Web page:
Infectious diseases are on the rise in Texas.

In 2017-18, the flu was responsible for 9,470 deaths across Texas, with more than 2,150 deaths in Houston and 2,737 deaths in Dallas, leading health officials to call it “the worst outbreak in years.”  Previously, there were 7,459 deaths reported during the 2016-2017 flu season and 5,212 deaths reported during the 2015-2016 flu season.

The harsh flu season was especially hard on the young.  Outside of pandemics, the 2017-18 flu season was the deadliest for children since the 2012-13 flu season, with the Centers for Disease Control and Prevention reporting 172 children dying from flu-related illnesses. These deaths could have been prevented however, as the CDC points out that 80 percent of the children who died did not receive the flu vaccine.

It’s not only the flu that’s becoming more frequent in Texas. Measles and mumps, diseases once all but controlled, are seeing a resurgence in the Lone Star State.

An outbreak of measles occurred in Ellis County in January. The cause was attributed to unvaccinated people. Measles are highly contagious, causing rashes, fevers, coughing and conjunctivitis. For children younger than 5, the measles can cause blindness, ear infection, pneumonia and death.

Mumps too have been on the rise, with the state Health and Human Services Department reporting 221 cases in 2017, the largest amount since 234 cases were reported in 1994. Symptoms include swollen glands, muscle aches, tiredness and low fever.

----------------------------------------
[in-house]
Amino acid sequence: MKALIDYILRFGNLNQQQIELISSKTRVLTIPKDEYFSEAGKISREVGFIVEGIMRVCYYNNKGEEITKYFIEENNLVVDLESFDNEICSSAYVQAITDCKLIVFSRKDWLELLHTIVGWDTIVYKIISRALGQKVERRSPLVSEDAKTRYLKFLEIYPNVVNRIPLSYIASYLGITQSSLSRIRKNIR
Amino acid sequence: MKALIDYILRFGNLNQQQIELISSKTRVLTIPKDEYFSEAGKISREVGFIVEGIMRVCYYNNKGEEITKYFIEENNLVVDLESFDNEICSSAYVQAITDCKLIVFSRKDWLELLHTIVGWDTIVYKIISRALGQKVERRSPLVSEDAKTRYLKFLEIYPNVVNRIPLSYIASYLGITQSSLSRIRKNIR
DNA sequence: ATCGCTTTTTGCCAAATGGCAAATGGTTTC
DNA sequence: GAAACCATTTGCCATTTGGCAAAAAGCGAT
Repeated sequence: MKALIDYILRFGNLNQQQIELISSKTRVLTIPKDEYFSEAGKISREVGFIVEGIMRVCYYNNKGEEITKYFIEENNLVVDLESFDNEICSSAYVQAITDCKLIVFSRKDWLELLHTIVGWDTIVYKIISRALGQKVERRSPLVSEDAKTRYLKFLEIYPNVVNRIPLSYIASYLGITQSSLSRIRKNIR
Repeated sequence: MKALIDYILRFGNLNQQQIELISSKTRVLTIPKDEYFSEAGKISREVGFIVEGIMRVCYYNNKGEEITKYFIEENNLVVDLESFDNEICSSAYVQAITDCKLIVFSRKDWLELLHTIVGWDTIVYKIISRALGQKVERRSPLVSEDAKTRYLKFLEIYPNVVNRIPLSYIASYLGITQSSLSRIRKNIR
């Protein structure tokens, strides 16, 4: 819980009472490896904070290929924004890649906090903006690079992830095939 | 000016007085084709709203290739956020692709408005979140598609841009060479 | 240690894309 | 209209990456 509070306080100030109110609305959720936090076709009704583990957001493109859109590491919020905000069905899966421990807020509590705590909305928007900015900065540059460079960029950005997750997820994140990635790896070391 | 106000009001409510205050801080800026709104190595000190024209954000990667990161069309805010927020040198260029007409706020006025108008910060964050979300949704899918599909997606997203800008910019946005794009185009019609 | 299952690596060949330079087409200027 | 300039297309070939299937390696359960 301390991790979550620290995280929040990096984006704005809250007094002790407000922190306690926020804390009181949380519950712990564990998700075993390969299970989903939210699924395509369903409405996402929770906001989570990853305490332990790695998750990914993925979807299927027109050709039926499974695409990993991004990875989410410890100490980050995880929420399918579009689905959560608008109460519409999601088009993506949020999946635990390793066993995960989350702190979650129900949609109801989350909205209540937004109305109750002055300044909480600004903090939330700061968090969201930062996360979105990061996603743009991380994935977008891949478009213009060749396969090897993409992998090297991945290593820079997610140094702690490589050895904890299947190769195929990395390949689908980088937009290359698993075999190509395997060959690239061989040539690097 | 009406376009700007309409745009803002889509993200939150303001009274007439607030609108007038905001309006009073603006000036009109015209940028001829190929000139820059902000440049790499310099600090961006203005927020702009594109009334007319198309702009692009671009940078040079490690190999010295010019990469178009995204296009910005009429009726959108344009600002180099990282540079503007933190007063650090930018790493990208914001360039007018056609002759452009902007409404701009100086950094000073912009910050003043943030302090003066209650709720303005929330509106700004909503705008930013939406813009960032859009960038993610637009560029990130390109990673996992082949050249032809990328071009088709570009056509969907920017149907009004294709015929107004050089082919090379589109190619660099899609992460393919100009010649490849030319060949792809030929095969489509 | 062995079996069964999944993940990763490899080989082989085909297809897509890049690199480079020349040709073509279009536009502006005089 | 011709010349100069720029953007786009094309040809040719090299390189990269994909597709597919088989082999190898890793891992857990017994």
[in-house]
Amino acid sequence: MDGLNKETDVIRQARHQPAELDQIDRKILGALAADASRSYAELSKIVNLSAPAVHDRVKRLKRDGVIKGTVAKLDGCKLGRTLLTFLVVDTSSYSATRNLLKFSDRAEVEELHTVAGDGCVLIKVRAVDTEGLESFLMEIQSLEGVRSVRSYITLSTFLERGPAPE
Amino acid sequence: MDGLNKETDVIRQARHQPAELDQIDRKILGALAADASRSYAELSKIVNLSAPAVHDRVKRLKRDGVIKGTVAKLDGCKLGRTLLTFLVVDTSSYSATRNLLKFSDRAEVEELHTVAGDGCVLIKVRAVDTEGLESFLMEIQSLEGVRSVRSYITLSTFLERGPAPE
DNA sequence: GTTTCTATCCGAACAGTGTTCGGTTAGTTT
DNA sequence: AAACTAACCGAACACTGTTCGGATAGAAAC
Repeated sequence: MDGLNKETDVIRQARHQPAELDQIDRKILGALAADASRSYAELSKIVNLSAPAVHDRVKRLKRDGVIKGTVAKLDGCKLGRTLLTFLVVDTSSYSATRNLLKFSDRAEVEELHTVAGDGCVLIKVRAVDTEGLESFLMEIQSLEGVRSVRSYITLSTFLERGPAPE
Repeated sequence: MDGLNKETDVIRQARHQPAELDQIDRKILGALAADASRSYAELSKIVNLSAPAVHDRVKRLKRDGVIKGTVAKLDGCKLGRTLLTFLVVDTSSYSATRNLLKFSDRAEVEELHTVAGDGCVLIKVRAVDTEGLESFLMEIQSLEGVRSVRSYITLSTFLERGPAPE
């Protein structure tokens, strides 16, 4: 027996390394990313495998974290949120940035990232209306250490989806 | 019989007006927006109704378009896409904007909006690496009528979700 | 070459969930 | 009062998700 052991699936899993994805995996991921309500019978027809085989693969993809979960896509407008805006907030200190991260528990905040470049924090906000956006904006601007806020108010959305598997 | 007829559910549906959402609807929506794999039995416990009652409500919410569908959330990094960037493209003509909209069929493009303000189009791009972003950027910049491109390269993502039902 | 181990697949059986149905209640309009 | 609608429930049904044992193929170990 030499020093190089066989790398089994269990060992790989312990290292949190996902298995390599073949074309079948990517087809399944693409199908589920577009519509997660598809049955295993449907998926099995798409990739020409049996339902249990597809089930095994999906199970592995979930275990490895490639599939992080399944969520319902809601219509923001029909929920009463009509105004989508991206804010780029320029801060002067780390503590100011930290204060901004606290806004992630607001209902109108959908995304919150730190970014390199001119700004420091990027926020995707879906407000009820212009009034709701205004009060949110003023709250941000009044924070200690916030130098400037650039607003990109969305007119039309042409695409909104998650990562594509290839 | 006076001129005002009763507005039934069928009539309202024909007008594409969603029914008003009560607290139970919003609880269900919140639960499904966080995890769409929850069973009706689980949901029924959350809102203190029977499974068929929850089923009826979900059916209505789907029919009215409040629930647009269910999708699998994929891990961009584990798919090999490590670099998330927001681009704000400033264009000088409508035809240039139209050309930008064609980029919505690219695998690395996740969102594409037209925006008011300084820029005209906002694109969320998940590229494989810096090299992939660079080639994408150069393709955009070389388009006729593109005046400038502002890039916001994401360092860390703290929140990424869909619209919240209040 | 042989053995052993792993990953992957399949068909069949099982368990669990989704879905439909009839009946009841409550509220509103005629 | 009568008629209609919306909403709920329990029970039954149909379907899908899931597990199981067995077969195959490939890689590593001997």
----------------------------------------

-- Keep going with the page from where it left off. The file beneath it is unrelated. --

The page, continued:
All of these illnesses could have been prevented by vaccines.  Research shows vaccination saves lives. The Public Library of Science Medicine points out that kindergartner opt out for vaccines have been on the rise in Texas, suggesting a growing trend of unvaccinated people.

Will Texans risk more child deaths this upcoming flu season?  Will cases of mumps, measles and other preventable diseases continue to rise throughout the state?  They will, if some policymakers continue to risk public health in exchange for special interest contributions.

The anti-vaccination lobby, led by “Texans for Vaccine Choice” has endorsed and contributed tens of thousands of dollars to the campaigns of incumbent legislators and candidates.  In exchange, legislators have sponsored and voted for legislation to limit access to vaccines. For example, legislators voted to support and amendment to HB 39, which would have prevented foster children from being vaccinated.

Separately, the Legislature overrode former Governor Rick Perry’s proclamation requiring the HPV vaccine, which is proven to prevent cervical cancer, be administered to school children.

Jonathan Boos, a candidate running for Texas House District 113 which lies east of Dallas, is one of the more recent converts to the anti-vaccine cause, endorsed by and accepting financial support from Texans for Vaccine Choice, and in exchange, has taken an anti-vaccine position.  If incumbents and candidates continue put themselves up for sale, the health of Texans will take a back seat to special interest cash. We need to Reform Austin.